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Harper's Encyclopedia of United States History (ed. Benson Lossing) 191 191 Browse Search
Brigadier-General Ellison Capers, Confederate Military History, a library of Confederate States Military History: Volume 5, South Carolina (ed. Clement Anselm Evans) 47 47 Browse Search
Cambridge History of American Literature: volume 3 (ed. Trent, William Peterfield, 1862-1939., Erskine, John, 1879-1951., Sherman, Stuart Pratt, 1881-1926., Van Doren, Carl, 1885-1950.) 29 29 Browse Search
The Cambridge of eighteen hundred and ninety-six: a picture of the city and its industries fifty years after its incorporation (ed. Arthur Gilman) 24 24 Browse Search
John M. Schofield, Forty-six years in the Army 11 11 Browse Search
Bliss Perry, The American spirit in lierature: a chronicle of great interpreters 7 7 Browse Search
Cambridge History of American Literature: volume 2 (ed. Trent, William Peterfield, 1862-1939., Erskine, John, 1879-1951., Sherman, Stuart Pratt, 1881-1926., Van Doren, Carl, 1885-1950.) 5 5 Browse Search
Thomas Wentworth Higginson, Massachusetts in the Army and Navy during the war of 1861-1865, vol. 2 5 5 Browse Search
Thomas Wentworth Higginson, Henry Walcott Boynton, Reader's History of American Literature 4 4 Browse Search
Thomas Wentworth Higginson, Carlyle's laugh and other surprises 4 4 Browse Search
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P. Ovidius Naso, Art of Love, Remedy of Love, Art of Beauty, Court of Love, History of Love, Amours (ed. various), A Note on the Translations (search)
n satires. John Wilmot, Earl of Rochester, 1647-1680, is best known as a satirist. The Court of Love, here called "A Tale from Chaucer," is adapted from a poem preserved in only one manuscript (Library of Trinity College, Cambridge, R.3.19). It was attributed to Chaucer by Stowe in his 1561 edition, and accepted by other editors thereafter, but it is not actually Chaucer's work. Skeat prints it with other apocryphal works in the Supplement (1897)to his 6-volume edition of Chaucer (Oxford, 1894). Based on its language, he dates it to the early 16th century. The pseudo-Chaucerian Court of Love is 1442 lines long, in rhyme royal stanzas (7 lines rhymed abbaacc). The adaptation, only a bit over 300 lines and in heroic couplets, omits the detailed recounting of the Laws of Love which makes up the bulk of the earlier poem; it also omits the "Birds' Matins" that closes the poem. The combination of Chaucer and Ovid is not as arbitrary as it might appear, since Ovid was one of the major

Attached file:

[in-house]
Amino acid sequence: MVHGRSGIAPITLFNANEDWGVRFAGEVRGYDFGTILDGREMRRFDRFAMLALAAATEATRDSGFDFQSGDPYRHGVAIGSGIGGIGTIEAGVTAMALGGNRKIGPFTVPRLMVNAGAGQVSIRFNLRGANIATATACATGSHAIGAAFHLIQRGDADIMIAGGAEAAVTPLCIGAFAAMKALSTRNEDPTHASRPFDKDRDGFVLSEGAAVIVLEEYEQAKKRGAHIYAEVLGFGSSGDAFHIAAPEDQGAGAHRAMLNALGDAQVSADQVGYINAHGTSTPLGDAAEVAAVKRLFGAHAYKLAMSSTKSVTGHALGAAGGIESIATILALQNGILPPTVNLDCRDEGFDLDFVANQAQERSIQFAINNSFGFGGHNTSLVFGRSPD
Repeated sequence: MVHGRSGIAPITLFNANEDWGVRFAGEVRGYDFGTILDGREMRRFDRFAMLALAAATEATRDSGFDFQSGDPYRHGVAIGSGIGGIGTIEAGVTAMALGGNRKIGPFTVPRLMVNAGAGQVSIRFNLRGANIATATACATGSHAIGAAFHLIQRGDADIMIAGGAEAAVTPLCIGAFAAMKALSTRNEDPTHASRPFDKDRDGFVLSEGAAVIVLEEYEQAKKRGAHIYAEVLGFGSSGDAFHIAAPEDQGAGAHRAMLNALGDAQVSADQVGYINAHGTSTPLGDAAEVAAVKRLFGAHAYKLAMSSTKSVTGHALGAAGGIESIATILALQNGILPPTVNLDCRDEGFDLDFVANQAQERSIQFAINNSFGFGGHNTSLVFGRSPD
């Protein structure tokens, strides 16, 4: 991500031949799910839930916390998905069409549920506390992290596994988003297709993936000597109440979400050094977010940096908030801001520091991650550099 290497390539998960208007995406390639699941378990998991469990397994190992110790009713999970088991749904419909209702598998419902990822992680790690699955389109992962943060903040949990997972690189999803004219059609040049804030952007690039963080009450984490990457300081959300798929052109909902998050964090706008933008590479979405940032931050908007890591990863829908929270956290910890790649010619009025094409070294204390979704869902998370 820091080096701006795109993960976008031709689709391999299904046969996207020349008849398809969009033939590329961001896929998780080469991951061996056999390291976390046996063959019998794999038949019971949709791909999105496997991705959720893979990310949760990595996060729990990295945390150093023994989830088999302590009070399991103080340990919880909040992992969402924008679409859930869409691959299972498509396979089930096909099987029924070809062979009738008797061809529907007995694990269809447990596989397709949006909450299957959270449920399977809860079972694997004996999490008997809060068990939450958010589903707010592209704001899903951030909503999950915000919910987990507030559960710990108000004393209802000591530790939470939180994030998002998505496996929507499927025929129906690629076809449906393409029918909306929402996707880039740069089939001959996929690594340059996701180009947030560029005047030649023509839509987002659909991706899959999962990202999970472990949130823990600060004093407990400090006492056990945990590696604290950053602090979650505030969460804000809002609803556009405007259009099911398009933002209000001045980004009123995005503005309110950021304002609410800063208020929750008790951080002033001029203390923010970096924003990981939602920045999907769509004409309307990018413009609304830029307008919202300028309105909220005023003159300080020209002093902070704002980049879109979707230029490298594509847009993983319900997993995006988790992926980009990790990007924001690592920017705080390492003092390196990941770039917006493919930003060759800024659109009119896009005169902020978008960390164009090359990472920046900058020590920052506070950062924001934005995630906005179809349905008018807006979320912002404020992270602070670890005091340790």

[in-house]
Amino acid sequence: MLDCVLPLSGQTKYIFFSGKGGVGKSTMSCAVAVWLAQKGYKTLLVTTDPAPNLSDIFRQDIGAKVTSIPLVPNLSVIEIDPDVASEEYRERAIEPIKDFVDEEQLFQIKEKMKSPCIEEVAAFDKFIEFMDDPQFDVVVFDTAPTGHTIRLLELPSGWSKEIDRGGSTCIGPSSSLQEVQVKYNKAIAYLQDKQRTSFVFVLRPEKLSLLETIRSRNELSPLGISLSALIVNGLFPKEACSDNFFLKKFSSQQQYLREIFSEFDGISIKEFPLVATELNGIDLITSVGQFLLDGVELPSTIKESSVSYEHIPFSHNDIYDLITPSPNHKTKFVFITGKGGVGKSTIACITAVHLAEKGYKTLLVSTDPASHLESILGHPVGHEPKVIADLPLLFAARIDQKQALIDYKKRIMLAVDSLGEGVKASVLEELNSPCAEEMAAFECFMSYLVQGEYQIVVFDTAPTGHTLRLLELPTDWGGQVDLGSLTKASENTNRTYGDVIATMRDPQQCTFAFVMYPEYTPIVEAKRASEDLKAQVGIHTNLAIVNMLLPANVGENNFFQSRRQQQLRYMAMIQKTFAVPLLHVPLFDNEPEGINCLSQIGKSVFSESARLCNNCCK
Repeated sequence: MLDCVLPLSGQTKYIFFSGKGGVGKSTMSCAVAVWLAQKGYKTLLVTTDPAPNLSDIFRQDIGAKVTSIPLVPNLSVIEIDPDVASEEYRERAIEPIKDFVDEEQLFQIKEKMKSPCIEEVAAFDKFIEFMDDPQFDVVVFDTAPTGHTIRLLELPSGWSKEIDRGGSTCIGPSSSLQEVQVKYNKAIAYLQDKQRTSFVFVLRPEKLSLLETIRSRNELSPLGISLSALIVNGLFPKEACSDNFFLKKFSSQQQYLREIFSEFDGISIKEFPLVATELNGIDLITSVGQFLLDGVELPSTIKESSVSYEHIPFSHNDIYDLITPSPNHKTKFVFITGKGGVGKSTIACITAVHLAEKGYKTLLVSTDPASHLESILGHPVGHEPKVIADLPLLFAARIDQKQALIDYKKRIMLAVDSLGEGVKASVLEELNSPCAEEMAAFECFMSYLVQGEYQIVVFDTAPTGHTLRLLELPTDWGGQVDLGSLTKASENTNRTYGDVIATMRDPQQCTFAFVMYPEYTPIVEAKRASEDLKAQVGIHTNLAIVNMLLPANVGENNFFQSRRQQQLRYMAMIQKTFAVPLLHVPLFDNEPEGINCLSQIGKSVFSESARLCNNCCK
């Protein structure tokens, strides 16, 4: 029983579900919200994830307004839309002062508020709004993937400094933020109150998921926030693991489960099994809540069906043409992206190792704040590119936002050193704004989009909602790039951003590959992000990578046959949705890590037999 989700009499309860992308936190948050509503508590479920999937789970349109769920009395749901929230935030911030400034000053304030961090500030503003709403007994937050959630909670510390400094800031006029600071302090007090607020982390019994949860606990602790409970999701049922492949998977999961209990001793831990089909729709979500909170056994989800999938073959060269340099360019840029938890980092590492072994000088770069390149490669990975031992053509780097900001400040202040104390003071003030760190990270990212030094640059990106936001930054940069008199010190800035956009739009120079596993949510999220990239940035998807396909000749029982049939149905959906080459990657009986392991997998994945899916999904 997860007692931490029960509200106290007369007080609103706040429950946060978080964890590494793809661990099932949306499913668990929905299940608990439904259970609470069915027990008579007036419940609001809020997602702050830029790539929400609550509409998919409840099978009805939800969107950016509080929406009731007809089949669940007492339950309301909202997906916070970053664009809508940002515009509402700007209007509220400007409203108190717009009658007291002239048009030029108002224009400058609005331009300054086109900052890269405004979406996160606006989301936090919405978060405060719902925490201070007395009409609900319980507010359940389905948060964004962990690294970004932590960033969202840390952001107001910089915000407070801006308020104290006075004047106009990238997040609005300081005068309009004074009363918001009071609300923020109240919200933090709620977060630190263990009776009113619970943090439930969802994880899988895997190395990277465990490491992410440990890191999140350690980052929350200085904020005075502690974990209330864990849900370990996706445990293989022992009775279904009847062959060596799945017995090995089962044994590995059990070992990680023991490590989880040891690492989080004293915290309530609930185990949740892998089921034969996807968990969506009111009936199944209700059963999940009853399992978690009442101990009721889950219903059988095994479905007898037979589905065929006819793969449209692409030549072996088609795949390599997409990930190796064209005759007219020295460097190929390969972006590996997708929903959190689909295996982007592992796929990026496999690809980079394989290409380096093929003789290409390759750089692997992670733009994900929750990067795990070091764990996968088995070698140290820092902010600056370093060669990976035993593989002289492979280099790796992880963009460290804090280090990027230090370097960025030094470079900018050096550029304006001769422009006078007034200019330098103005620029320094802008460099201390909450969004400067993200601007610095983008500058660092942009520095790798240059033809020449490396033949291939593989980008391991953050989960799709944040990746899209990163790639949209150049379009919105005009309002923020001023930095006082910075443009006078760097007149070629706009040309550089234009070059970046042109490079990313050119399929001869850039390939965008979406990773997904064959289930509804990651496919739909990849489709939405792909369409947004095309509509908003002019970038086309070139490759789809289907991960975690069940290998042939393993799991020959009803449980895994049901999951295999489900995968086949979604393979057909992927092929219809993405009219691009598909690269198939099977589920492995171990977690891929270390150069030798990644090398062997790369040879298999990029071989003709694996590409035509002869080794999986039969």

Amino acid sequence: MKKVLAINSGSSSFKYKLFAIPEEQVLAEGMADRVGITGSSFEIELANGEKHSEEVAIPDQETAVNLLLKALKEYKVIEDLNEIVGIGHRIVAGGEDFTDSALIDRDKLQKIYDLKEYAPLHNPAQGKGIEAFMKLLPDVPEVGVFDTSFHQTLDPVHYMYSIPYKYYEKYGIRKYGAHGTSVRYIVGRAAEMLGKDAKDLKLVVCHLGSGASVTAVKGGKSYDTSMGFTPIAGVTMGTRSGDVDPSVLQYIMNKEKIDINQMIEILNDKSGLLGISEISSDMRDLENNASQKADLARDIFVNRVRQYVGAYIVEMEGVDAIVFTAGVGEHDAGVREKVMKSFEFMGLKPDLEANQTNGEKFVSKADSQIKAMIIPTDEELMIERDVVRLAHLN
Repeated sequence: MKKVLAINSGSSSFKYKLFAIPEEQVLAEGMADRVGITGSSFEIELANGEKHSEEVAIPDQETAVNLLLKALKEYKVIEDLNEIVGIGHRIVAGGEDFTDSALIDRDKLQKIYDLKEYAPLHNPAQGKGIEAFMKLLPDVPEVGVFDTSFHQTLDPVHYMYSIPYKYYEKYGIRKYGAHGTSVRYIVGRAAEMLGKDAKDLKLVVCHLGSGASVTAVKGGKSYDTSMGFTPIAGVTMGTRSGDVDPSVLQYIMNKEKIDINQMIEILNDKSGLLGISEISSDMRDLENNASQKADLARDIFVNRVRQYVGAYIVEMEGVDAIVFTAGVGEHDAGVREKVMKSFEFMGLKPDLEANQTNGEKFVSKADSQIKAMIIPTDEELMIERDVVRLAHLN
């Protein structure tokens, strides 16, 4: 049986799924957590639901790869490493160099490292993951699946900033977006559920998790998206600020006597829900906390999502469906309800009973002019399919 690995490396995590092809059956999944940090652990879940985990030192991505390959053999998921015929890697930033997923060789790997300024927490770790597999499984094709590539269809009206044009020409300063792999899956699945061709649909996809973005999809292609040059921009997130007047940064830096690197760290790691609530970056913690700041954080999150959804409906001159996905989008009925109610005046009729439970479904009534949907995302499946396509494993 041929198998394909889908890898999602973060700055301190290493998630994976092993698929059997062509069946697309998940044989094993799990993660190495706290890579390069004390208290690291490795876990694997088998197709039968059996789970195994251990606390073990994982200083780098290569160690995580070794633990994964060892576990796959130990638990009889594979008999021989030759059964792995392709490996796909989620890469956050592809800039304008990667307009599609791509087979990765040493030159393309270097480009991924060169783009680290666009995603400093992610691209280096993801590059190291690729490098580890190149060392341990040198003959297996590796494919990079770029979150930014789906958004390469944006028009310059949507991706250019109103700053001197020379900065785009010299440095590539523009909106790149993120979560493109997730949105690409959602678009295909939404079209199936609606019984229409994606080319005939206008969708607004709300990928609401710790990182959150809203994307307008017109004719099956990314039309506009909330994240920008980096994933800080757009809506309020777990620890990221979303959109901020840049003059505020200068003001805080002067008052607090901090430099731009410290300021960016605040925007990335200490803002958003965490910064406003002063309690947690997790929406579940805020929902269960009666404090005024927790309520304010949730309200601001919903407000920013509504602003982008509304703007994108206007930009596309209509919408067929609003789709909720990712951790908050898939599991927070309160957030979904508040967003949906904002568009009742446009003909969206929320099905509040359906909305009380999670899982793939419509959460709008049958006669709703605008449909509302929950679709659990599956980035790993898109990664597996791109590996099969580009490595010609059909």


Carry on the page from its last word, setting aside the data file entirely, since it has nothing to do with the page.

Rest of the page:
Owen Wister, Ulysses S. Grant, Bibliography. (search)
(Hartford, Conn., 1887: S. S. Scranton & Co.) Contains much that is trivial, but much that is valuable. VIII. Historical essays. By Henry Adams. The four last essays. (New York, 1891: Charles Scribner's Sons.) There is no better summary of pertinent political issues. IX. Mr. Fish and the Alabama claims. By J. C. B. Davis. (Boston and New York, 1893: Houghton, Mifflin & Co.) Another excellent and absorbing summary. X. the story of the Civil War. By John Codman Ropes. (New York, 1894-98: G. P. Putnam's Sons.) Unfinished. The reader may always trust Mr. Ropes' information, but not always his judgment. XI. History of the United States from the Compromise of 1850. Volumes III. and IV. By James Ford Rhodes. (New York, 1895-99: Harper Brothers.) Unfinished. This work is steadily taking the features of a classic. No writer of any period of our history combines so many gifts,--interest, weight, thoroughness, serenity. XII. the history of the last Quarter-Century i
Henry Morton Stanley, Dorothy Stanley, The Autobiography of Sir Henry Morton Stanley, part 2.13, chapter 2.21 (search)